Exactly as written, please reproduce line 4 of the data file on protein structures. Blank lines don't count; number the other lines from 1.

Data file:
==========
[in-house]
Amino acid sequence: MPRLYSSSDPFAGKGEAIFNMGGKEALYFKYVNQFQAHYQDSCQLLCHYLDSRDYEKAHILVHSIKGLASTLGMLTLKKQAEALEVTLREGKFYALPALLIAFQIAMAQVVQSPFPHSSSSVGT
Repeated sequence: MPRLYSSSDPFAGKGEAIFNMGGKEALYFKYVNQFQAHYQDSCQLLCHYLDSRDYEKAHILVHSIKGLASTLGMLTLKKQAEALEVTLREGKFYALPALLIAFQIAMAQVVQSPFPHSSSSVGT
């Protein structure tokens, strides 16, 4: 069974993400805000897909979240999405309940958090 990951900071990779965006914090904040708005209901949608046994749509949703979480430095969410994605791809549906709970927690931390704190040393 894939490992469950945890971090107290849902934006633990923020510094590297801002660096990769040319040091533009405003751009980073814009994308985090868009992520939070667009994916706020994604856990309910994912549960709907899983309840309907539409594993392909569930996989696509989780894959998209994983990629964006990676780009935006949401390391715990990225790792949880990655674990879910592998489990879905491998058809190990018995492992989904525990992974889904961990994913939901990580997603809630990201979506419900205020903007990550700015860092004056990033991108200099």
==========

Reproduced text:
């Protein structure tokens, strides 16, 4: 069974993400805000897909979240999405309940958090 990951900071990779965006914090904040708005209901949608046994749509949703979480430095969410994605791809549906709970927690931390704190040393 894939490992469950945890971090107290849902934006633990923020510094590297801002660096990769040319040091533009405003751009980073814009994308985090868009992520939070667009994916706020994604856990309910994912549960709907899983309840309907539409594993392909569930996989696509989780894959998209994983990629964006990676780009935006949401390391715990990225790792949880990655674990879910592998489990879905491998058809190990018995492992989904525990992974889904961990994913939901990580997603809630990201979506419900205020903007990550700015860092004056990033991108200099």